The idea of uniting a handful of primitive antique dealers to tie in with the inauguration of the Ambre gallery and offer the public the first “Non European Art Open Days” at the Sablon first saw the light of day in 1983.
The idea took off and it was a resounding success… the project became firmly established, attracting more and more galleries from both Belgium and abroad over the years.
In 1988, the first modest brochure appeared with details of this constantly expanding forum of antique dealers and only three and a half years later the first catalogue was published, marking the success of this momentary fellowship of antique dealers with one objective in common: to promote the exceptional wealth of primitive art, of which they are the ambassadors.
From 1996 onwards, Brussels antique dealers invited colleagues from abroad to the event. Today, the participation of galleries from France, Italy, Spain, the United Kingdom, the Netherlands and the USA gives Bruneaf a decidedly international touch.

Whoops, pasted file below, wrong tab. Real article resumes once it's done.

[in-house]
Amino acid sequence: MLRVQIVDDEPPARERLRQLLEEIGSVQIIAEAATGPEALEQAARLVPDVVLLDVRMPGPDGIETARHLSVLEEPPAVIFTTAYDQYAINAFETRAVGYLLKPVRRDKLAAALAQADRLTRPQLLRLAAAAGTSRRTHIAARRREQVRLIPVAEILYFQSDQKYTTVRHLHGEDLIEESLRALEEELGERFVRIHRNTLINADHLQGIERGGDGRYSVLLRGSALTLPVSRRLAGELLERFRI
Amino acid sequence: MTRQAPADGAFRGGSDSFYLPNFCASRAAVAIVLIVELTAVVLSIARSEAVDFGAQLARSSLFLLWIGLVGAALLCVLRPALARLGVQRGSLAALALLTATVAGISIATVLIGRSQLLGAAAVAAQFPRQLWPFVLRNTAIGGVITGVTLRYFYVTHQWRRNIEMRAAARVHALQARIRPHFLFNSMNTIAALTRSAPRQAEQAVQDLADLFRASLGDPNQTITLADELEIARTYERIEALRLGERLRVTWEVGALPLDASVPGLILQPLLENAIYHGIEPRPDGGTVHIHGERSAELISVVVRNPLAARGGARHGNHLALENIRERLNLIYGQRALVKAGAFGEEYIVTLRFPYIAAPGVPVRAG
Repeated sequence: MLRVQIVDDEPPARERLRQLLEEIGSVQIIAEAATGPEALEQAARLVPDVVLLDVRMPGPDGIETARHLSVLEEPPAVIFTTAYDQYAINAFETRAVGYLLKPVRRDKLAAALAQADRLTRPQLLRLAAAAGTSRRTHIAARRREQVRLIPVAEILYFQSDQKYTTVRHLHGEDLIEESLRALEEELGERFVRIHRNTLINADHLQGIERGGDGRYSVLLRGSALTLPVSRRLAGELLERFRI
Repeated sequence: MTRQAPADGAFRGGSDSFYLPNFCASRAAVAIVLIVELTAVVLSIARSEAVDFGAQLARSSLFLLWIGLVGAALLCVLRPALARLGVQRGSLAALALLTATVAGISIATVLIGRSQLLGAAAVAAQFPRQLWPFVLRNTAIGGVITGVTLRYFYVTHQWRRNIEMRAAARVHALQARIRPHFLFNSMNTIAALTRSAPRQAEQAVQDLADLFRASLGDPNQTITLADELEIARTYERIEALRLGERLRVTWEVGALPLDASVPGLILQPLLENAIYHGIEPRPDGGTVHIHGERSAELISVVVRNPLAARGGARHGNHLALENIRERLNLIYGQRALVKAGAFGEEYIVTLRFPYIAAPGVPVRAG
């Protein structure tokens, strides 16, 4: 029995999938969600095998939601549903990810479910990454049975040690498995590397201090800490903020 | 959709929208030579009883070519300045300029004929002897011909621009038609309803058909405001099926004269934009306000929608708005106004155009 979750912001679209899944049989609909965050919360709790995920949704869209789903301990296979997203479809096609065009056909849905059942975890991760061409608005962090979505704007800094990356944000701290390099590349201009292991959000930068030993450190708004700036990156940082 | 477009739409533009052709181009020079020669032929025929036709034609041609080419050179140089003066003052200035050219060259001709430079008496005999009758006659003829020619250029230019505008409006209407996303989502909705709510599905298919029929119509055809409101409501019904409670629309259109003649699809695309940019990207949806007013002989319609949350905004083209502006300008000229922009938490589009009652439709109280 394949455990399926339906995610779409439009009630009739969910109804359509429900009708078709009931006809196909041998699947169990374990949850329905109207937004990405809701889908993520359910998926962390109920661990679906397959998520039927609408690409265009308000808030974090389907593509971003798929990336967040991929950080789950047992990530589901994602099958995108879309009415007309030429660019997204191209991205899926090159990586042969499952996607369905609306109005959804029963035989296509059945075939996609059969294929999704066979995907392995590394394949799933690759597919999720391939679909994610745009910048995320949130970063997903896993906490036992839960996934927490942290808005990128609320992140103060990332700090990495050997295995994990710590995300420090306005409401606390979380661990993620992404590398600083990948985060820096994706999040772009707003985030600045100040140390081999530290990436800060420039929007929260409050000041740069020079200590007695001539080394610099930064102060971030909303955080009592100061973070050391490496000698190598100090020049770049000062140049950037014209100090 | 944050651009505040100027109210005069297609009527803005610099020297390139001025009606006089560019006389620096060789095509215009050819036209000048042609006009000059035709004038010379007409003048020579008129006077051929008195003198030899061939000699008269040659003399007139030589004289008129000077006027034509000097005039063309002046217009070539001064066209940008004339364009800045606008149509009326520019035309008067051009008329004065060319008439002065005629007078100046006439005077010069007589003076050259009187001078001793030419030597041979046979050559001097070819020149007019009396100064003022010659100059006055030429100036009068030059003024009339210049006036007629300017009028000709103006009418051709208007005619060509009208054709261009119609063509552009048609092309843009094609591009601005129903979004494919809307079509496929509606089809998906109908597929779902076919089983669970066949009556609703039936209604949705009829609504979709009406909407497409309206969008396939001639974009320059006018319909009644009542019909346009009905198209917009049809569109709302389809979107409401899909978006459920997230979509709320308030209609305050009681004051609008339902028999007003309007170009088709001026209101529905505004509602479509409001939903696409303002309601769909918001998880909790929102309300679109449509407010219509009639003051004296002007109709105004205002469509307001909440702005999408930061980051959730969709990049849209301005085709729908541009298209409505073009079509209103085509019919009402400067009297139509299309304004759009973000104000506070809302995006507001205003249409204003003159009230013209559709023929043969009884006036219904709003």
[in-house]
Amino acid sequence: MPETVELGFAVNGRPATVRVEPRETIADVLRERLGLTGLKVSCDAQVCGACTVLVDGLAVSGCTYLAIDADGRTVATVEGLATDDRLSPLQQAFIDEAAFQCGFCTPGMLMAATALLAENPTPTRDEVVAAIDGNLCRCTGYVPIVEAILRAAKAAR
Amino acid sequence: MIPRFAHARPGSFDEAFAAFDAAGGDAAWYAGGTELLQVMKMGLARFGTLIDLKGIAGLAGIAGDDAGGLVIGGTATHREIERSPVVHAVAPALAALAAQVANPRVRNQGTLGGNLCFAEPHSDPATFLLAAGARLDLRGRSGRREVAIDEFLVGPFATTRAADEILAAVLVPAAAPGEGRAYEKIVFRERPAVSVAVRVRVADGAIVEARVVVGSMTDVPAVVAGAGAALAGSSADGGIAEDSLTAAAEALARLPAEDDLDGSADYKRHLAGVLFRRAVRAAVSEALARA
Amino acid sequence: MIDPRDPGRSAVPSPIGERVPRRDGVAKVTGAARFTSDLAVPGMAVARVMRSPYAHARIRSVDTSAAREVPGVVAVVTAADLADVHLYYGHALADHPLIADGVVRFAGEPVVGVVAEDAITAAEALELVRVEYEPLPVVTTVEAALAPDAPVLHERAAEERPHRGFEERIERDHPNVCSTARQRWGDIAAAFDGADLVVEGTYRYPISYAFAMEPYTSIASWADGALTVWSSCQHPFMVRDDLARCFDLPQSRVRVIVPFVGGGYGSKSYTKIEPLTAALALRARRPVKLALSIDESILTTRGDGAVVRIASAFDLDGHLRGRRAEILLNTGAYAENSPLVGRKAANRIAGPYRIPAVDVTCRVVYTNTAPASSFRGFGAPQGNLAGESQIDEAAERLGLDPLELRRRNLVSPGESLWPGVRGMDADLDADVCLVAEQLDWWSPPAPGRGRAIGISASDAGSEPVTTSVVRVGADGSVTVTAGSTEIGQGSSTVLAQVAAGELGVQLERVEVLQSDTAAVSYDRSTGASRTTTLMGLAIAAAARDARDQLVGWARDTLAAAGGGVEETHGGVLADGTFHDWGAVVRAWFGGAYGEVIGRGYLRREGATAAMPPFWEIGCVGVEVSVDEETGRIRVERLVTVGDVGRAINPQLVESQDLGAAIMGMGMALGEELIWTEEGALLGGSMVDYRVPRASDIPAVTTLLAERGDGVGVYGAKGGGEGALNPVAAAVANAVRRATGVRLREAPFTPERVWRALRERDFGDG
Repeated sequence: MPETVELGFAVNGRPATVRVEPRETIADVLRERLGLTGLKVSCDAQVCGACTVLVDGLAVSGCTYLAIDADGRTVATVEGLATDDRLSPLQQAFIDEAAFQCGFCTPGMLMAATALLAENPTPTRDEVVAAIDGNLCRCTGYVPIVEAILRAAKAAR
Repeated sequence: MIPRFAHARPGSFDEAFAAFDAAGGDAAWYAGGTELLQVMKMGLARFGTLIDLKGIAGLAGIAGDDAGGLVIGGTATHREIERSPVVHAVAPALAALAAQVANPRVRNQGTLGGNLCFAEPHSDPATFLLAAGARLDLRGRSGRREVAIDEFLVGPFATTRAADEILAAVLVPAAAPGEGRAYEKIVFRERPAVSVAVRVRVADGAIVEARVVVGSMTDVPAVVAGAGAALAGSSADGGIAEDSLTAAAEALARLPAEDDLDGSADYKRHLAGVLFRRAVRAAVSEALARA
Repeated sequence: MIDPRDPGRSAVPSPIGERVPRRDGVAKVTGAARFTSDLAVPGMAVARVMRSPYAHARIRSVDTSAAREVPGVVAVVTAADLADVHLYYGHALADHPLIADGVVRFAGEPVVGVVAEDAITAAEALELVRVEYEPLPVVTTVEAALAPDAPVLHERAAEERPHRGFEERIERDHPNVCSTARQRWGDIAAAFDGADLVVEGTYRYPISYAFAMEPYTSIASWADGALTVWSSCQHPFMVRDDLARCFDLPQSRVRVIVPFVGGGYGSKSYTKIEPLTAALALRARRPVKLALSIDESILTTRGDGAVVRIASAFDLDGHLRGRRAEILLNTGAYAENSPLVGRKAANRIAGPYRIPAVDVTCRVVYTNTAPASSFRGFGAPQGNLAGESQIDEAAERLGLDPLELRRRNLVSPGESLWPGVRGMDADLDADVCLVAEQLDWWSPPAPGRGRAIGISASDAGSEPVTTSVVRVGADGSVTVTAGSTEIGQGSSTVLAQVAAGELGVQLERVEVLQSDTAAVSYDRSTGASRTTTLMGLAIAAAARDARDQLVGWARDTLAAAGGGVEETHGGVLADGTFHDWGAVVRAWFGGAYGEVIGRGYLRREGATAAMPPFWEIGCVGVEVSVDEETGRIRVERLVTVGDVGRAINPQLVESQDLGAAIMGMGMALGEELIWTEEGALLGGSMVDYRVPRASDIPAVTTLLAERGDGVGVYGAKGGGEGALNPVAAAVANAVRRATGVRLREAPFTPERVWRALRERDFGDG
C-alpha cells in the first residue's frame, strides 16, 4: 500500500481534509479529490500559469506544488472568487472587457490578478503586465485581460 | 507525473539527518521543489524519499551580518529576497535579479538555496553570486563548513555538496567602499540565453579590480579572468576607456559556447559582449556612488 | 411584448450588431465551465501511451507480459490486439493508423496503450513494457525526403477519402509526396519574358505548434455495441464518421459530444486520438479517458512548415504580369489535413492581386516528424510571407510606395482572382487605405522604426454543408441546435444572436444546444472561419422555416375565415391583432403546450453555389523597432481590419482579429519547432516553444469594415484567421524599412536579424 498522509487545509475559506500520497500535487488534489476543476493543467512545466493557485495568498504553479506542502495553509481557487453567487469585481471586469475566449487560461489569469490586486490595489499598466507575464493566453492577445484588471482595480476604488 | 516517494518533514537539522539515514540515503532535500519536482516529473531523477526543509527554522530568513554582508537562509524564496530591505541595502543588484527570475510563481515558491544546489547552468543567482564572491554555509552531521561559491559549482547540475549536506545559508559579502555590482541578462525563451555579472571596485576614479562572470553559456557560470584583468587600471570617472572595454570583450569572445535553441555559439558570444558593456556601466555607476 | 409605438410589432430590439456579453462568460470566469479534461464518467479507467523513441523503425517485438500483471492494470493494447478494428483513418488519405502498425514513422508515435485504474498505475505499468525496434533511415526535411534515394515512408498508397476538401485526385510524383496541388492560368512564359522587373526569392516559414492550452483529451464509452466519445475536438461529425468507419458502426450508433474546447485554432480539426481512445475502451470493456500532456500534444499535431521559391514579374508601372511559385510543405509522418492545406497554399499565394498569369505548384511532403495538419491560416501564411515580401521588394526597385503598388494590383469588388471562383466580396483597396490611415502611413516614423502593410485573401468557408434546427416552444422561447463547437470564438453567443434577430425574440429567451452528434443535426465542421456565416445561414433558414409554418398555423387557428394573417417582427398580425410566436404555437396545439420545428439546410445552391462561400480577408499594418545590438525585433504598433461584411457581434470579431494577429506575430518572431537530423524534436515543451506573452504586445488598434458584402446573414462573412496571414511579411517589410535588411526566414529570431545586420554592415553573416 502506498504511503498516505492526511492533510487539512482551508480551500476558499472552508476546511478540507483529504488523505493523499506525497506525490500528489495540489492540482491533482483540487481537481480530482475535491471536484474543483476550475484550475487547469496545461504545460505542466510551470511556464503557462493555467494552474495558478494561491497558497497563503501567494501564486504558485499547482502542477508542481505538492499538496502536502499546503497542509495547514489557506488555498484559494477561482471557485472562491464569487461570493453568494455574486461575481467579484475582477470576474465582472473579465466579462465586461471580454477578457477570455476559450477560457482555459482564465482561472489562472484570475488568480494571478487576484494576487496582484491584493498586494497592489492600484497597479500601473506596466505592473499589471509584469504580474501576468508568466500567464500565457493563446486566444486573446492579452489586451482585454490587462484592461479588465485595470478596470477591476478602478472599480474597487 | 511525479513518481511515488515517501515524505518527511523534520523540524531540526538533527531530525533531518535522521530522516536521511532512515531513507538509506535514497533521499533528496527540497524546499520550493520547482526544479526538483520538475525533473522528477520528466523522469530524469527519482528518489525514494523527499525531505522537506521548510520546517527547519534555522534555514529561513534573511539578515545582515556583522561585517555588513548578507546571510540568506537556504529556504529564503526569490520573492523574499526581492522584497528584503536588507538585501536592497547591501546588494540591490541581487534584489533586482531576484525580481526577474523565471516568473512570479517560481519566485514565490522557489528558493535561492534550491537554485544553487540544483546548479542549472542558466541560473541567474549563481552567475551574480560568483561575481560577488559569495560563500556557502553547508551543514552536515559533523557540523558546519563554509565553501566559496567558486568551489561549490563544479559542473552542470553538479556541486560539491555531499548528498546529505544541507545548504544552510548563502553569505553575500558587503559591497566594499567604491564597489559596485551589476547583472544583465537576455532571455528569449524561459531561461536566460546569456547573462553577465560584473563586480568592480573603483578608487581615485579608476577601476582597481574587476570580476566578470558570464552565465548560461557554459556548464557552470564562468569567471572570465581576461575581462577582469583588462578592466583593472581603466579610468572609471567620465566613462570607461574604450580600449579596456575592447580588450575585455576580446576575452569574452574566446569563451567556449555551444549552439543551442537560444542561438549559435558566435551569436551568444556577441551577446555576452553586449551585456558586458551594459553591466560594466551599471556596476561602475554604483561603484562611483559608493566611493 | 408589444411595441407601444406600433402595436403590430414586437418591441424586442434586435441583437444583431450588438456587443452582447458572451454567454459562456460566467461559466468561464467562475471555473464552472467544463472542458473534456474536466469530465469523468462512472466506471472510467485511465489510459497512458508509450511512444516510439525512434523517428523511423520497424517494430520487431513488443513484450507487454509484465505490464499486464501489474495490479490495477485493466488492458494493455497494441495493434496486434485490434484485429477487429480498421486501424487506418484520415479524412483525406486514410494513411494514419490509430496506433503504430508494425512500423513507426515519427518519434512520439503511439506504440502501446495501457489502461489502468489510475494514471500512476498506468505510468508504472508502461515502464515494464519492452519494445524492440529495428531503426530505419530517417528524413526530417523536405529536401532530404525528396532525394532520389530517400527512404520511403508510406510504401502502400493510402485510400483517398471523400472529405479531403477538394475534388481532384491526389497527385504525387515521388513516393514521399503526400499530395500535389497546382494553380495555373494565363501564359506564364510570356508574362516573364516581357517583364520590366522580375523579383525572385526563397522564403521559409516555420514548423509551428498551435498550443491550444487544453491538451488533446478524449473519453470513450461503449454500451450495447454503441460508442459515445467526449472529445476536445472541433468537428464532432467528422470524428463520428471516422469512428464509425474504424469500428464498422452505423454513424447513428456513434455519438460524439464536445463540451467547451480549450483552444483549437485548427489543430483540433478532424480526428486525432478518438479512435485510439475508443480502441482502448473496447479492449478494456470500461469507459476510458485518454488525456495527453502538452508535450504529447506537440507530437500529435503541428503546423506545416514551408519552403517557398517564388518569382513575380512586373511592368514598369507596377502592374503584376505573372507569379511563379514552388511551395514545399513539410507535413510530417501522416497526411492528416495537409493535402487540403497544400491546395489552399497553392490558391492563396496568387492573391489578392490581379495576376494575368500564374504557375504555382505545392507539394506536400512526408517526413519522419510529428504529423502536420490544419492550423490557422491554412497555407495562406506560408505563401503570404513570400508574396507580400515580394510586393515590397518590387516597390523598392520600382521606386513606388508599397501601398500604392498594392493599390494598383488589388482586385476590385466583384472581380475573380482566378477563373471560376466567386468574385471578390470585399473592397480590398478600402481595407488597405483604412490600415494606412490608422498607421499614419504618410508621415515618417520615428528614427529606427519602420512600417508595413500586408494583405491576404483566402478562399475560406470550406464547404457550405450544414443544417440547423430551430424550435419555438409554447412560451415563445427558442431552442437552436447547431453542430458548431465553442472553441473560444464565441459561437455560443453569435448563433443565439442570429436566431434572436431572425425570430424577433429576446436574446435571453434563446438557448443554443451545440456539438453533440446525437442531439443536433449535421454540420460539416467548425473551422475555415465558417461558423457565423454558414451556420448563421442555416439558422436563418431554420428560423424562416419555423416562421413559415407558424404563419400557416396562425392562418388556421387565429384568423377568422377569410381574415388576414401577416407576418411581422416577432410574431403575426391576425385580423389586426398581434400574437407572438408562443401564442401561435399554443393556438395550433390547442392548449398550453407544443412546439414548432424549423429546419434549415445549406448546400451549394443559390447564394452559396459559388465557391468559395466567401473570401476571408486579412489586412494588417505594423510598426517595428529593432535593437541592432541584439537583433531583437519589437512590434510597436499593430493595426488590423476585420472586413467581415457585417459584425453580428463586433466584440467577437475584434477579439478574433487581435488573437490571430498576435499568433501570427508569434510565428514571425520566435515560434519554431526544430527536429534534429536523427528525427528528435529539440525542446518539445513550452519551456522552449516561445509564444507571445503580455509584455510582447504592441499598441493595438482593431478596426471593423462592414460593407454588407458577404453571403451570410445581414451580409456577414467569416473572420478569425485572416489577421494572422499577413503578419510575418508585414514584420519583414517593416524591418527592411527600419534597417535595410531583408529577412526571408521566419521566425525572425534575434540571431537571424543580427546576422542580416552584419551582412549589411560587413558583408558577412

The Brussels Non European Art Fair has become one of the leading events displaying non-European art, covering fields as diverse as African, Oceanian, Indonesian, pre-Columbian, Asiatic and Australian Aboriginal art.
Sculptures, masks, fetishes, weaponry, jewellery, coins, fabrics, traditional objects executed by ethnic groups according to their own particular customs and worked in wood, metal, gold, silver, bronze, ivory or terra cotta - the objects on exhibit are ritual or domestic artefacts, combining shape with ornamental design. Although the form always meets practical requirements, it is also testimony of a certain vision of the world. Objets d’art from Africa, Indian or Tibet thus draw on the wealth of the myths which form the collective memory, respecting the aesthetic and symbolic standards of tradition and following in the footsteps of the traditional crafts used by their ancestors.